“Thankfully when I left I got a call from Peter. We had stayed in touch, sort of, and at the time he was doing a lot of installation work and thought that having a model maker on board would be extremely useful. We had a brief catch up about the sort of work I’d been doing and then he offered me an apprenticeship. It felt completely out of the blue but at the same time a really natural progression.”

Those who know Anthony’s work – he was the youngest ever recipient of the Glass Sellers’ Award back in 2005 – will appreciate the detail that goes into his pieces; each one exploring the optical laws of light dispersion and refraction in glass.

The level of detail is unsurpassed, although Anthony admits it wasn’t always like this.

“I used to like winging it in my early 20s,” he chuckles. “In some ways it was fine if you were making a small piece but the more intricate the piece becomes the harder it is to predict and a couple of times I came unstuck. From that moment on I knew this had to be approached with an architectural mentality.

“Now I start by doing drawings to scale, then a mock-up model in 3-D because that gives you a set of instructions for what needs to be done and when.”

With sculptures, glass swords and scent bottles sitting within Anthony’s highly varied portfolio, how has his style changed over the years?

“When you first start out you don’t really know what your own style is. In many respects you’re just beginning to understand and enjoy the material. It probably took me three years to get my head into the right mindset.

“I did a lot of blowing in my spare time and a lot of that was experimentation; combining glass with other materials; pushing the boundaries of what was seen as conventional. The best thing about coming to the studio was that it was alive with ideas. None of the other artists stood still. They were all developing their craft and it was a brilliant place to be.”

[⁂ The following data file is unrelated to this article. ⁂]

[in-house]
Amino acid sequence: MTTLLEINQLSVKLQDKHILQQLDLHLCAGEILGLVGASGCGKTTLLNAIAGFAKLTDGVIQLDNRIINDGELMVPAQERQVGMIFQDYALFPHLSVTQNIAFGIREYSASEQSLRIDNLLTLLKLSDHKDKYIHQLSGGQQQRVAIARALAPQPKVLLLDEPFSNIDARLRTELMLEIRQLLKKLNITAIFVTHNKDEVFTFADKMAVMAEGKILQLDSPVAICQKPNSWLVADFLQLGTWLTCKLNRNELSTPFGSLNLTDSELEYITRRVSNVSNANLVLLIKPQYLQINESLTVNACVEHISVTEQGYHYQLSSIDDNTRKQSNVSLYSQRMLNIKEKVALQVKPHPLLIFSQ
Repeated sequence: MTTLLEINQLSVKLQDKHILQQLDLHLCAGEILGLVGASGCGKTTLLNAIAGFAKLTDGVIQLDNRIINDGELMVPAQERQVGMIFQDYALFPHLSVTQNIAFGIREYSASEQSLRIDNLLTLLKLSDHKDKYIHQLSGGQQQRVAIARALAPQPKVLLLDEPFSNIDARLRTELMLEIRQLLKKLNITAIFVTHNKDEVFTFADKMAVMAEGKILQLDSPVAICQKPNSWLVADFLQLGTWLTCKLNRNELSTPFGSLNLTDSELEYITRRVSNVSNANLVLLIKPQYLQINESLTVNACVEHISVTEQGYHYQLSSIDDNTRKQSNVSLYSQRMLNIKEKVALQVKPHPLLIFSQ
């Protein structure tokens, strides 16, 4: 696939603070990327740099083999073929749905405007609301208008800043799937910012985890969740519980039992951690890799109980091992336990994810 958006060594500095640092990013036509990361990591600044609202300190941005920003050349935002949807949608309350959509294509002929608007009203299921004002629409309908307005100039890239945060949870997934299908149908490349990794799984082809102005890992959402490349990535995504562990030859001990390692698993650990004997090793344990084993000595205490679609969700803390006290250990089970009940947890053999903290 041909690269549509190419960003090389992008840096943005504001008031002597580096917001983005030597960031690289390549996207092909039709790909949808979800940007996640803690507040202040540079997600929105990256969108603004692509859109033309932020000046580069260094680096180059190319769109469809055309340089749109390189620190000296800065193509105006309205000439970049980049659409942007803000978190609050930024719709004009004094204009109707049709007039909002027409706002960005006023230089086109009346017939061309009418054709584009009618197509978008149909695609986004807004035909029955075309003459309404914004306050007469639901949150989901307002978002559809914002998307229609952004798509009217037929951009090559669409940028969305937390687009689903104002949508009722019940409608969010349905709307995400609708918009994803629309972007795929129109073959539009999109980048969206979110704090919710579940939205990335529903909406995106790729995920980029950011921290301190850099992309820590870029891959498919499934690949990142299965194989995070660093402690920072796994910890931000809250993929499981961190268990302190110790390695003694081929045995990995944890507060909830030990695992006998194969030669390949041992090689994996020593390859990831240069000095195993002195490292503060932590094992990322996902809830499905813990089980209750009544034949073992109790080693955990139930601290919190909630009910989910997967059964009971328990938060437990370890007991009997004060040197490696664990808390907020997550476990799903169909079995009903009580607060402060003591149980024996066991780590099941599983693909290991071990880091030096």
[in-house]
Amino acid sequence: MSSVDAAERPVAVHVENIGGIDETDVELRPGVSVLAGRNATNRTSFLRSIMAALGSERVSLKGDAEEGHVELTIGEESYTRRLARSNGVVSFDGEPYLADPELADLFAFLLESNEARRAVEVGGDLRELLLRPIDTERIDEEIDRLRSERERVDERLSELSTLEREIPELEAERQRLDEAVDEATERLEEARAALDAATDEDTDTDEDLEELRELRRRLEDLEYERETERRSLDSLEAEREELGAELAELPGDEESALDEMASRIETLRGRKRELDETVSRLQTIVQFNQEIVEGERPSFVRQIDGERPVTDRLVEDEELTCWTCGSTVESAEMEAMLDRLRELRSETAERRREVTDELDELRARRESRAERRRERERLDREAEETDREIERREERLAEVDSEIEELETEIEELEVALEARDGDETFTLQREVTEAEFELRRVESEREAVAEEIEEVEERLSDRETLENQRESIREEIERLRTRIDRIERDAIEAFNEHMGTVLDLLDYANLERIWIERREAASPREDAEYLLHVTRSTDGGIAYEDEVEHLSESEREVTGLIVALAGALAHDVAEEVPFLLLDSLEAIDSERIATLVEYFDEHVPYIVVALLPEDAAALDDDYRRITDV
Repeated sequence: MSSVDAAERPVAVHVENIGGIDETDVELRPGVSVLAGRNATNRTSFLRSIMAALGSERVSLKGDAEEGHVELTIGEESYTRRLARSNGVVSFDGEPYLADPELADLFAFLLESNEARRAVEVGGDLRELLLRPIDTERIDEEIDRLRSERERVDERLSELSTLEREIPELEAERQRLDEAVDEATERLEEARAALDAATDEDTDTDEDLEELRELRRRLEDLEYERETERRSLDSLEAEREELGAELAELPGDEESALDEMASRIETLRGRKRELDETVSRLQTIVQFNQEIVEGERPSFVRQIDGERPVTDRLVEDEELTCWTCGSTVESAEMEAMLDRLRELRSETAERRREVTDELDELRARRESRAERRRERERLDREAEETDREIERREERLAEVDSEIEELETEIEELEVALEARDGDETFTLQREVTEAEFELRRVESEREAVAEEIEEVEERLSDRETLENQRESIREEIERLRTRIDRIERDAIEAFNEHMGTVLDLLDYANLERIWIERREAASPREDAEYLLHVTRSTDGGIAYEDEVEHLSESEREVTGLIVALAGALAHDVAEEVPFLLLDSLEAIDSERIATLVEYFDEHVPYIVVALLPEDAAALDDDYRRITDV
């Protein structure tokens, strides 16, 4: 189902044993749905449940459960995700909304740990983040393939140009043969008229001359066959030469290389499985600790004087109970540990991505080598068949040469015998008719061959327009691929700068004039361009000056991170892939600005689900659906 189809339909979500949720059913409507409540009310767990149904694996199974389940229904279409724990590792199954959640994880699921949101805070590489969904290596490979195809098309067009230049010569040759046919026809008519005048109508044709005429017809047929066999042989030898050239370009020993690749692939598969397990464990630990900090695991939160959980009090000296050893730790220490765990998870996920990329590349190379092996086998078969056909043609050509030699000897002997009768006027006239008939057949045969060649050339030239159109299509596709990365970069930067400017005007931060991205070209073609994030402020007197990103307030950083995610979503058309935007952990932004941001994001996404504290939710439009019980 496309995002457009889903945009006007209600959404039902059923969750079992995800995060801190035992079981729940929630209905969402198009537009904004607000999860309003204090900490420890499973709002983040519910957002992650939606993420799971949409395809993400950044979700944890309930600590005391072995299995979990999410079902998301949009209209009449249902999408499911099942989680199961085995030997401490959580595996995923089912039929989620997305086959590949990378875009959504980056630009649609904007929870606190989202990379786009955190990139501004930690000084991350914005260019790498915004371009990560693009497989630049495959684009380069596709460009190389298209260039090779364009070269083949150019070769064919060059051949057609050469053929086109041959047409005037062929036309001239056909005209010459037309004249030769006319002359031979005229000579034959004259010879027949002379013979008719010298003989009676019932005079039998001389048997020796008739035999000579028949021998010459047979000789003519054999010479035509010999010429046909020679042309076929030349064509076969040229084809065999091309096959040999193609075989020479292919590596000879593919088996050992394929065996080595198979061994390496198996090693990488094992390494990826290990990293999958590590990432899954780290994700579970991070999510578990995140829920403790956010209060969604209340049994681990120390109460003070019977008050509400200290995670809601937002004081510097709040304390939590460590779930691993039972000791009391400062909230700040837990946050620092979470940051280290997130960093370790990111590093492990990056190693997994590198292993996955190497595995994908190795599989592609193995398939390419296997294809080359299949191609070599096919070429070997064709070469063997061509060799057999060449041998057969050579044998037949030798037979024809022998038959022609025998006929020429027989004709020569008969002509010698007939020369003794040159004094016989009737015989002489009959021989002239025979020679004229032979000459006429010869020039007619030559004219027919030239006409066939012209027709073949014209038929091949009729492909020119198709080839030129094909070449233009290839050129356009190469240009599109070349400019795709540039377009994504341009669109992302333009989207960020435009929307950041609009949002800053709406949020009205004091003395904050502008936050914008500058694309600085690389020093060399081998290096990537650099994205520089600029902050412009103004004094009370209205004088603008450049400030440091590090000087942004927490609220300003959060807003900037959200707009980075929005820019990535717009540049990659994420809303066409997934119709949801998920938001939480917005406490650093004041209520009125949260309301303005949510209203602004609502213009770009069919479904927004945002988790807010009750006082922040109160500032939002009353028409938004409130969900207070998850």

But like many new apprentices, Anthony needed the hand of experience to guide him.

“I think in lots of ways it’s natural that the young kids are full of confidence,” he says thoughtfully. “When I first started making things I thought I was the only person in the world doing it that way. I remember one morning Peter coming up to me and saying that I should go and see this fantastic exhibition nearby of Slovak glass. I walked in and felt physically sick. The work on show was impeccable. I must have spent three or four hours trying to find some flaw to make me feel better and that was a really important lesson. I left thinking that I knew nothing and it completely grounded me. No matter how great you think a piece is, chances are you can always do better.”

Of course, for every artist the buzz of someone actually paying for your skill and efforts is unsurpassed.

Anthony still remembers the first time it happened.

“The first major piece I sold was a set of three glass ammonites set in slate. It was bought by a lady on the Isle Of Man for, I think, £600. The excitement that someone had actually liked my work enough that they were willing to part with money for it was such a buzz.

“When people buy art, whether it’s glass or a painting or a sculpture, they need to understand that they are buying that artist more time to develop their talent and create something spectacular. Artists in this industry are struggling. They’re all doing two or more jobs just to stand still. But we should all do our best to support it. These pieces haven’t been bashed out in China, or in a European factory – they’re made with heart and soul right here in the centre of the most creative capital in the world.”